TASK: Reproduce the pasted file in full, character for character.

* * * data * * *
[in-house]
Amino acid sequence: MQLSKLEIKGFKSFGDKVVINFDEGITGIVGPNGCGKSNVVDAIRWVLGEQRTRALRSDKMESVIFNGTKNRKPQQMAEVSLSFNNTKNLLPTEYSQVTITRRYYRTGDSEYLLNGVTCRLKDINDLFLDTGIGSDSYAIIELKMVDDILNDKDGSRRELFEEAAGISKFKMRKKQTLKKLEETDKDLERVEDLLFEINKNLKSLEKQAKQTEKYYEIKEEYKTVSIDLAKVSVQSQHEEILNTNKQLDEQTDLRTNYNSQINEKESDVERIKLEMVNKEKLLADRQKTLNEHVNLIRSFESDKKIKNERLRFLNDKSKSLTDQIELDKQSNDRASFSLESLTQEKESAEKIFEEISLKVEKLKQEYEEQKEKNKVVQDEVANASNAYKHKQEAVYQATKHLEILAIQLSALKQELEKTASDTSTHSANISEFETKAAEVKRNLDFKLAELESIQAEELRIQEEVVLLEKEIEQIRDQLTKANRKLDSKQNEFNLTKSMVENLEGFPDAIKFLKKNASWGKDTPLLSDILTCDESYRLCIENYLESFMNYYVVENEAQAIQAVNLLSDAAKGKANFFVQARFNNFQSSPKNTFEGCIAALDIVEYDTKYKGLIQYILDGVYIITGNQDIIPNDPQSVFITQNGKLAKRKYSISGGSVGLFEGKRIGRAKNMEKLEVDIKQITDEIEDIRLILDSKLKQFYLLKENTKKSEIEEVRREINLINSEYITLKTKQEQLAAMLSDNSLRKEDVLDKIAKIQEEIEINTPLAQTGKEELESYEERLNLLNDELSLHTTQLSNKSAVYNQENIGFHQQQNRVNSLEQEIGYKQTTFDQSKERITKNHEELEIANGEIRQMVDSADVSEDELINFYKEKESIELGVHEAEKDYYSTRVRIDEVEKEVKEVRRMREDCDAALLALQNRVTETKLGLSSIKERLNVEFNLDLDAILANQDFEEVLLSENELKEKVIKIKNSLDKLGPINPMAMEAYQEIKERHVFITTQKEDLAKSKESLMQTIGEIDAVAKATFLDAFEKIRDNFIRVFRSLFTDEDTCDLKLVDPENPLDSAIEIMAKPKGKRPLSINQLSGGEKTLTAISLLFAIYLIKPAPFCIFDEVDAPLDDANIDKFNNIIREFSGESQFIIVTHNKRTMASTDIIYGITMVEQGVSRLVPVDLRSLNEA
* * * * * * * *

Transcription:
[in-house]
Amino acid sequence: MQLSKLEIKGFKSFGDKVVINFDEGITGIVGPNGCGKSNVVDAIRWVLGEQRTRALRSDKMESVIFNGTKNRKPQQMAEVSLSFNNTKNLLPTEYSQVTITRRYYRTGDSEYLLNGVTCRLKDINDLFLDTGIGSDSYAIIELKMVDDILNDKDGSRRELFEEAAGISKFKMRKKQTLKKLEETDKDLERVEDLLFEINKNLKSLEKQAKQTEKYYEIKEEYKTVSIDLAKVSVQSQHEEILNTNKQLDEQTDLRTNYNSQINEKESDVERIKLEMVNKEKLLADRQKTLNEHVNLIRSFESDKKIKNERLRFLNDKSKSLTDQIELDKQSNDRASFSLESLTQEKESAEKIFEEISLKVEKLKQEYEEQKEKNKVVQDEVANASNAYKHKQEAVYQATKHLEILAIQLSALKQELEKTASDTSTHSANISEFETKAAEVKRNLDFKLAELESIQAEELRIQEEVVLLEKEIEQIRDQLTKANRKLDSKQNEFNLTKSMVENLEGFPDAIKFLKKNASWGKDTPLLSDILTCDESYRLCIENYLESFMNYYVVENEAQAIQAVNLLSDAAKGKANFFVQARFNNFQSSPKNTFEGCIAALDIVEYDTKYKGLIQYILDGVYIITGNQDIIPNDPQSVFITQNGKLAKRKYSISGGSVGLFEGKRIGRAKNMEKLEVDIKQITDEIEDIRLILDSKLKQFYLLKENTKKSEIEEVRREINLINSEYITLKTKQEQLAAMLSDNSLRKEDVLDKIAKIQEEIEINTPLAQTGKEELESYEERLNLLNDELSLHTTQLSNKSAVYNQENIGFHQQQNRVNSLEQEIGYKQTTFDQSKERITKNHEELEIANGEIRQMVDSADVSEDELINFYKEKESIELGVHEAEKDYYSTRVRIDEVEKEVKEVRRMREDCDAALLALQNRVTETKLGLSSIKERLNVEFNLDLDAILANQDFEEVLLSENELKEKVIKIKNSLDKLGPINPMAMEAYQEIKERHVFITTQKEDLAKSKESLMQTIGEIDAVAKATFLDAFEKIRDNFIRVFRSLFTDEDTCDLKLVDPENPLDSAIEIMAKPKGKRPLSINQLSGGEKTLTAISLLFAIYLIKPAPFCIFDEVDAPLDDANIDKFNNIIREFSGESQFIIVTHNKRTMASTDIIYGITMVEQGVSRLVPVDLRSLNEA